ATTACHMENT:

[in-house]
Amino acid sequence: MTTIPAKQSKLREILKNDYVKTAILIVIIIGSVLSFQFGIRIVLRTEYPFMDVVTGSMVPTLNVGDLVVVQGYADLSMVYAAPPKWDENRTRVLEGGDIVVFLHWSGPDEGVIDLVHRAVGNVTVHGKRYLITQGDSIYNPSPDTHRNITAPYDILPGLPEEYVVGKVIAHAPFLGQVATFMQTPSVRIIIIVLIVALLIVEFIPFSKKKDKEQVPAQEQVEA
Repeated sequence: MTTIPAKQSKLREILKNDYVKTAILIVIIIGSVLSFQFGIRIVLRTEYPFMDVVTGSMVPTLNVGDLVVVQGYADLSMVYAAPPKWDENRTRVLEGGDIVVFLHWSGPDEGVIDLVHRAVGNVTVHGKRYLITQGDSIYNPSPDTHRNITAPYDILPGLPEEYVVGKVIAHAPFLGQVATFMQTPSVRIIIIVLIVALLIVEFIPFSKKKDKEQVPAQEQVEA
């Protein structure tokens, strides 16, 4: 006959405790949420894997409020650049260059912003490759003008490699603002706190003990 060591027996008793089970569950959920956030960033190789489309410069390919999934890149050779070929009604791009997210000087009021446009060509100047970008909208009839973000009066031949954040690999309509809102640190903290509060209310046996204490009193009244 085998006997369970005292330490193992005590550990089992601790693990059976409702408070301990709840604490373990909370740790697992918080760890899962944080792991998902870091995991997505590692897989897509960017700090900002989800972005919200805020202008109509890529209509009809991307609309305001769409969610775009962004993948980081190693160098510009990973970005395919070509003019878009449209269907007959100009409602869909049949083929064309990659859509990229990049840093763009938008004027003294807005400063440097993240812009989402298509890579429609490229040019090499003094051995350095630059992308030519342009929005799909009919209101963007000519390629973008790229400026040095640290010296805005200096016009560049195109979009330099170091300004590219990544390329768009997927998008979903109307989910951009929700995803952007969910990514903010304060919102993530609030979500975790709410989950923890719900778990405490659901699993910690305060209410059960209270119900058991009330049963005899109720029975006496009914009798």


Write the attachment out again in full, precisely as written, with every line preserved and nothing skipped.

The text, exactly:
[in-house]
Amino acid sequence: MTTIPAKQSKLREILKNDYVKTAILIVIIIGSVLSFQFGIRIVLRTEYPFMDVVTGSMVPTLNVGDLVVVQGYADLSMVYAAPPKWDENRTRVLEGGDIVVFLHWSGPDEGVIDLVHRAVGNVTVHGKRYLITQGDSIYNPSPDTHRNITAPYDILPGLPEEYVVGKVIAHAPFLGQVATFMQTPSVRIIIIVLIVALLIVEFIPFSKKKDKEQVPAQEQVEA
Repeated sequence: MTTIPAKQSKLREILKNDYVKTAILIVIIIGSVLSFQFGIRIVLRTEYPFMDVVTGSMVPTLNVGDLVVVQGYADLSMVYAAPPKWDENRTRVLEGGDIVVFLHWSGPDEGVIDLVHRAVGNVTVHGKRYLITQGDSIYNPSPDTHRNITAPYDILPGLPEEYVVGKVIAHAPFLGQVATFMQTPSVRIIIIVLIVALLIVEFIPFSKKKDKEQVPAQEQVEA
């Protein structure tokens, strides 16, 4: 006959405790949420894997409020650049260059912003490759003008490699603002706190003990 060591027996008793089970569950959920956030960033190789489309410069390919999934890149050779070929009604791009997210000087009021446009060509100047970008909208009839973000009066031949954040690999309509809102640190903290509060209310046996204490009193009244 085998006997369970005292330490193992005590550990089992601790693990059976409702408070301990709840604490373990909370740790697992918080760890899962944080792991998902870091995991997505590692897989897509960017700090900002989800972005919200805020202008109509890529209509009809991307609309305001769409969610775009962004993948980081190693160098510009990973970005395919070509003019878009449209269907007959100009409602869909049949083929064309990659859509990229990049840093763009938008004027003294807005400063440097993240812009989402298509890579429609490229040019090499003094051995350095630059992308030519342009929005799909009919209101963007000519390629973008790229400026040095640290010296805005200096016009560049195109979009330099170091300004590219990544390329768009997927998008979903109307989910951009929700995803952007969910990514903010304060919102993530609030979500975790709410989950923890719900778990405490659901699993910690305060209410059960209270119900058991009330049963005899109720029975006496009914009798």